Google’s costly loss to former New South Wales Deputy Premier John Barilaro shows the tech giant needs to start taking Australia’s defamation laws seriously, a legal expert has said.
Key points :
- Comedian Jordan Shanks uploaded videos in 2020 containing racial slurs about John Barilaro
- The Federal Court found that Google had not taken responsibility for its conduct as a publisher.
- Legal expert says constant libel cases by politicians could have negative consequences
Yesterday Google was ordered to pay Mr Barilaro more than $700,000 over ‘vulgar’ and ‘racist’ videos posted to YouTube in 2020 by comedian Jordan Shanks, better known as FriendlyJordies.
Mr Barilaro had repeatedly asked Google – which owns YouTube – to remove the videos, but the company did nothing.
The Federal Court decided to remove the normal “cap” on defamation damages – which currently stands at around $425,000 – and instead ordered $715,000 in punitive damages for Mr. Barilaro.
Although it has been established for some time in Australia that publishers are responsible for the content they host, Google has not accepted this, says Michael Douglas, a litigation lawyer and law scholar.
“Google has been working around the world to argue that it’s not responsible for things on its various platforms…and that the courts shouldn’t shoot the messenger,” said the lecturer at the University of Western Australia.
“But just because Google wants it to be, doesn’t mean the law reflects that position. »
FriendlyJordies uploaded two videos as part of what Judge Steven Rares called a “racist campaign” against Mr Barilaro. One was called “bruz”, the other “Secret Dictatorship”.
They called Mr Barilaro ‘fat’, inferred he had mafia connections and ultimately – the former deputy prime minister told the court – drove him to have suicidal thoughts.
Mr Barilaro said the impact of the publications was also the main reason for his resignation in 2021.
Outside court yesterday, an emotional Barilaro said he felt vindicated and was happy the trip was over.
“The reality is that it’s unfair. For the little guy there, and I see it every day, they don’t have a chance to defend their name and go to court,” he said.
“I’m glad that on record, now it’s clear that Google allowed this to happen, I had been defamed. »
Direct hate speech is against Google’s own terms of service and is one of the main reasons Justice Rares has been so scathing towards the corporate giant.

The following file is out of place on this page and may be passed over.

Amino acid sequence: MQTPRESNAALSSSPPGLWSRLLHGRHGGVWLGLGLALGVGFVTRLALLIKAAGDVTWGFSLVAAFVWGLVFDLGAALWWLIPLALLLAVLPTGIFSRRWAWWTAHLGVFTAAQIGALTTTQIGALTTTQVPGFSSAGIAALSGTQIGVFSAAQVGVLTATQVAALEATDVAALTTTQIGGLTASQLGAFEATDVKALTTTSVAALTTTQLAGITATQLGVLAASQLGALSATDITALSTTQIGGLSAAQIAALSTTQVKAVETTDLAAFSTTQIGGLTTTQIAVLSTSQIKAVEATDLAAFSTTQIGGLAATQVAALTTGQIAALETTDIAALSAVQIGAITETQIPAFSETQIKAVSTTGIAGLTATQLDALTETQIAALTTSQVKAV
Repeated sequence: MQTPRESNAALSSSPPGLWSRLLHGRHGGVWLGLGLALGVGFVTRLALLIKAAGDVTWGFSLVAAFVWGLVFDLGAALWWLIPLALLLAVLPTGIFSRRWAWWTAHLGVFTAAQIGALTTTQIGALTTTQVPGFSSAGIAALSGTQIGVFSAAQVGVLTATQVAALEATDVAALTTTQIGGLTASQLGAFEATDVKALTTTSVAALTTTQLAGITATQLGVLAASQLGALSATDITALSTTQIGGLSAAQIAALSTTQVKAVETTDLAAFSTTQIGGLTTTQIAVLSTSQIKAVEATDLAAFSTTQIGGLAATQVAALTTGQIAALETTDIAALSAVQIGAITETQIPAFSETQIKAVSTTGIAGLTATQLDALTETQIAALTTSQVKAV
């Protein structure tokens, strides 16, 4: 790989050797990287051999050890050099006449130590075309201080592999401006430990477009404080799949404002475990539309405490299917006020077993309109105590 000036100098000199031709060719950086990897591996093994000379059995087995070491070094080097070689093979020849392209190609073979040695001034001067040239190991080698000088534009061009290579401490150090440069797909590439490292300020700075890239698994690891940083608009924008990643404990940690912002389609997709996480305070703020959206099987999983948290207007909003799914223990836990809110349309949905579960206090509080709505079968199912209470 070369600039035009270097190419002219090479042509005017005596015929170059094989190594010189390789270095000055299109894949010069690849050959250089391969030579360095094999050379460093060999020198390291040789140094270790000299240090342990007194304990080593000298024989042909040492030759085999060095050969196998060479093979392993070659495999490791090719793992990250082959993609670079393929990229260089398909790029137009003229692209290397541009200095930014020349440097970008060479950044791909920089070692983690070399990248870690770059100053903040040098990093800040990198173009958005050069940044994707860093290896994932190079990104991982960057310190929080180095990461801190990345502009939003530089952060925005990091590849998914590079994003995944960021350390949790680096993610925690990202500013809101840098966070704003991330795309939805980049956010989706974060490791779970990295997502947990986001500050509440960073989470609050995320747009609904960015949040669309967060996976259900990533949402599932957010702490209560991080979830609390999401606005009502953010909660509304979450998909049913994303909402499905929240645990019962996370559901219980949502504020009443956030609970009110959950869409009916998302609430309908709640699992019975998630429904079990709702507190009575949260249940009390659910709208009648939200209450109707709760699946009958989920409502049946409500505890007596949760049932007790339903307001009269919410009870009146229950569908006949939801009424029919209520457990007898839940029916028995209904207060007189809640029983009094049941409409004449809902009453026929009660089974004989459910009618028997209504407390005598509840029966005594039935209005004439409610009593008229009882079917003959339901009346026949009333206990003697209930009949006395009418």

“What this case does is remind Google that it needs to take threats of legal action very seriously,” Douglas said.
“Google was expressly notified that these videos were online and took no action, and that failure is really at the heart of why Google suffered such a loss here. »
Mr Douglas said the company might have been able to save itself some embarrassment had it chosen a different legal strategy that did not attempt to “wear down Mr Barilaro”.
Google first pleaded a series of defenses, including honest opinion and qualified privilege, which Judge Rares called “patently hopeless.”
Eventually, the company gave up all of its defenses.
“They pleaded those defenses probably to pressure the other side to negotiate some kind of settlement, but that bet didn’t work out and the fact that they ran those defenses was part of the aggravating conduct,” said Mr Douglas.
The case is the latest in a long line of libel suits by politicians, with Opposition leader Peter Dutton and former attorney general Christian Porter recently pursuing their own cases.
Although Mr. Douglas acknowledged Google’s responsibility in the case, he was disappointed that such proceedings had become commonplace.
“I think it’s sad that we tolerate a culture in which it’s okay for politicians to use defamation as a weapon to silence their critics, even when the criticism is unreasonable and even when it’s actually defamatory.“
In his judgment, Judge Rares noted that people in public life must have a “broad back” and be prepared to face harsh criticism, but this does not extend to hate speech or defamation. even if he is a high level politician.
However, Douglas says it’s important to strike the right balance and not “overcook” it.
“Millions of Australians depend on Google and it provides invaluable access to information, if we push it too far in search [it] Responsible for every little thing we find offensive, we may come to a point where some of the benefits of the modern age are lost on Australians.
However, this saga is not quite over for Google or Mr. Shanks.
They were both referred to the senior court clerk for potential contempt, linked to another video from 2021, simply identified by a tongue emoji.
The court found that the video had attempted to intimidate Mr. Barilaro and his lawyers into dropping the case and had in fact had the desired effect, as Mr. Barilaro had asked his lawyers to settle with Google, before changing my mind.
Mr Douglas said it was serious because the courts must protect the democratic rights of all citizens to sue.
“So it could have quite serious consequences in the near future,” he said.
The ABC sought comment from Google, but did not receive a response by the deadline.
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